But this approach will only seem attractive to those who accept that greater patient and public involve-ment will be worth the effort involved. This is a contentious area but one would hope that the NHS Centre for Involvement can, over time, produce a coherent evidence base in this area. But even in the absence of that kind of evidence, it is clear that the health service has to find new ways of getting us more engaged in our health as a whole. Practice-based com-missioners who behave as if they are accountable are likely to make a positive contribution in this respect. 

It is important to remember that fundholding delivered numerous improvements for patients at fundholding practices, but it also led to significant reductions in patient satisfaction. GPs may have been distracted by the extra management responsibilities and patients may have resented the inequities in access that it generated.12 Patients may also have started to ‘blame’ practices when things did not go well, believ-ing that fundholding offered practices the power to move mountains. If that story repeats itself, practice-based commissioners may find themselves held to account by patients whether they like it or not. 

Conclusions

It is of course very early to be making judgements, but the current activities of pocket book commissioning are likely to deliver only at the margins of our current £90 billion annual spend on health. Apart from the concerns raised by the National Audit Office (it has raised concerns about increasing financial pressures, greater fragmentation, potential Conflicts of Interest and delivering poor value for money overall. Based on case studies in four of the more advanced PCTs, the National Audit Office recommends that PCTs focus on strategy, clinical engagement, managing the finances, information, supporting practices and governance13), there is little evidence that it will significantly reduce current health inequalities or encourage communities to become far more engaged in their own health. There are also doubts about the depth of clinical engagement that it will deliver, as the British Medical Association argues that insufficient resources have been provided to free up GPs to undertake this work.14 It argues that the current payment system:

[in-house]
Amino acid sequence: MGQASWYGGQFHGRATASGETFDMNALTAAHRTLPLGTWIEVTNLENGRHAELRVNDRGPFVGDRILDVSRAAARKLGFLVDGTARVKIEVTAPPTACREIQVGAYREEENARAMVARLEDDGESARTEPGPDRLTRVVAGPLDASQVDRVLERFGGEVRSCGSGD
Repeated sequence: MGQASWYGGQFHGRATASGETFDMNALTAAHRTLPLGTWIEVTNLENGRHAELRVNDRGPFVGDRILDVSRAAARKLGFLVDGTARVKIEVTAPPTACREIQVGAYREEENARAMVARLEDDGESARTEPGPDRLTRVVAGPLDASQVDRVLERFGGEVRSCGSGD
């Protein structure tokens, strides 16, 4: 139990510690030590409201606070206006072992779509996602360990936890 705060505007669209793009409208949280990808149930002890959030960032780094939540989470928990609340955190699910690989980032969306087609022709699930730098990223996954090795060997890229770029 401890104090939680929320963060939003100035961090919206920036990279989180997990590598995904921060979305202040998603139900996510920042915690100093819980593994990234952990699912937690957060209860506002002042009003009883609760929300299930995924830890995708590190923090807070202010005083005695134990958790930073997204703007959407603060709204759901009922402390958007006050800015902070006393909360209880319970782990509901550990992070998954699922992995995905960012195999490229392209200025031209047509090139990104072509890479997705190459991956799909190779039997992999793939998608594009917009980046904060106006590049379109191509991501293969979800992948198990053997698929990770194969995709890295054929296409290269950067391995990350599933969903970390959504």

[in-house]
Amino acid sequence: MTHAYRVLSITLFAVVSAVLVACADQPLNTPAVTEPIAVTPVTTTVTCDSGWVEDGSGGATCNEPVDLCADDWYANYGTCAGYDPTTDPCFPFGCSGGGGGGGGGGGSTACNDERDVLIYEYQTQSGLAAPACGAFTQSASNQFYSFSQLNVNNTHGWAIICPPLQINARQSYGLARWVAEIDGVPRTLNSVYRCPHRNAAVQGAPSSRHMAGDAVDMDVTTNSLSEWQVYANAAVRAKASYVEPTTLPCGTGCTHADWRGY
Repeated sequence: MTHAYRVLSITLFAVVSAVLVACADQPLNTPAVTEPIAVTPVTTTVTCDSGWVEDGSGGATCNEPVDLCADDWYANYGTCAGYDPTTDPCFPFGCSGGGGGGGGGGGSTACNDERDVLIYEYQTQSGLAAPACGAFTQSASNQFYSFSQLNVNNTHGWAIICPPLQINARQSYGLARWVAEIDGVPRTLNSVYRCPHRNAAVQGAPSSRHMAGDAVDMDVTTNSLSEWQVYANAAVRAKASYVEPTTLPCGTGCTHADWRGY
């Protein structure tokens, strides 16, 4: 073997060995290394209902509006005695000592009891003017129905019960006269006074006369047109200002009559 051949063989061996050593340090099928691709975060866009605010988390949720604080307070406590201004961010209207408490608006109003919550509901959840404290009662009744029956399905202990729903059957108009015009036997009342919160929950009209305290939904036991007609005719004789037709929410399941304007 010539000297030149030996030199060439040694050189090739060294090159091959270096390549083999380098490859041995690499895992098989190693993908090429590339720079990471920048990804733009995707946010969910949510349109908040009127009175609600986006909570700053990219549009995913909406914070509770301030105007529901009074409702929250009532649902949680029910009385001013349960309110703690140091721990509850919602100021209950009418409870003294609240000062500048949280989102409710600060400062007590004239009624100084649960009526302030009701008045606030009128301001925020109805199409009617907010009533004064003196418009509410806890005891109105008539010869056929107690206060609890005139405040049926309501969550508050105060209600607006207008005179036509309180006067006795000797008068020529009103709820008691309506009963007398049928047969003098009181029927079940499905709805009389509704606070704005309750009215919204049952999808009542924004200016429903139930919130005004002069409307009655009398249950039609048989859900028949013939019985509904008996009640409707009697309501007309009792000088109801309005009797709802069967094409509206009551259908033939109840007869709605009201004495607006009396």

will enable GP practices to choose a few clinical areas on which to reflect and monitor referral patterns, conduct peer-review within the practice where necessary and carry-out some audit and analysis in order to ensure more rational referral behaviour across the practice. It is un-likely to facilitate major service redesign, which would require a far higher level of clinical engagement and workload than the available resources will enable.14

If practice-based commissioning is to have a major impact, its approach needs to correspond to that defined by the Department of Health, which I have called people-based commissioning. In which case, the ethics and politics of practice-based commission-ing need to be addressed in a far more serious manner than has hitherto been the case. We need structures of public engagement that help to confer legitimacy on the decisions that are taken and that can ensure that the voices of all interests within the community are heard. And we need a process that is informed by public health analyses, is strong enough to listen to pressure groups, and able to make decisions in an ethical and evidence-based fashion.

In 1988, Ian Kennedy (now Sir Ian) wrote that ‘it is not for professionals to set the moral agenda for their relationship with those they serve. They have only extra duties, not privileges’.15 Yet this agenda setting is precisely what may result from pocket book commis-sioning arrangements as they are currently framed. This will not best serve the interests of patients. Nor will it serve the interests of professionals if their deci-sions are perceived as lacking in legitimacy. (The legitimacy may be at its most fragile as practices move away from the partnership model and where PCT boards approve reinvestment of savings to develop premises that are owned by practices.) Greater clinical engagement and more responsive commissioning is certainly desirable, but the technical expertise is only part of what is needed to get things right. The ethical insights must be sourced more widely and the politics cannot be ignored.

 As is so often true in health care, practice-based commissioning will work best when it is the result of a genuine partnership between the public, patients and professionals.

References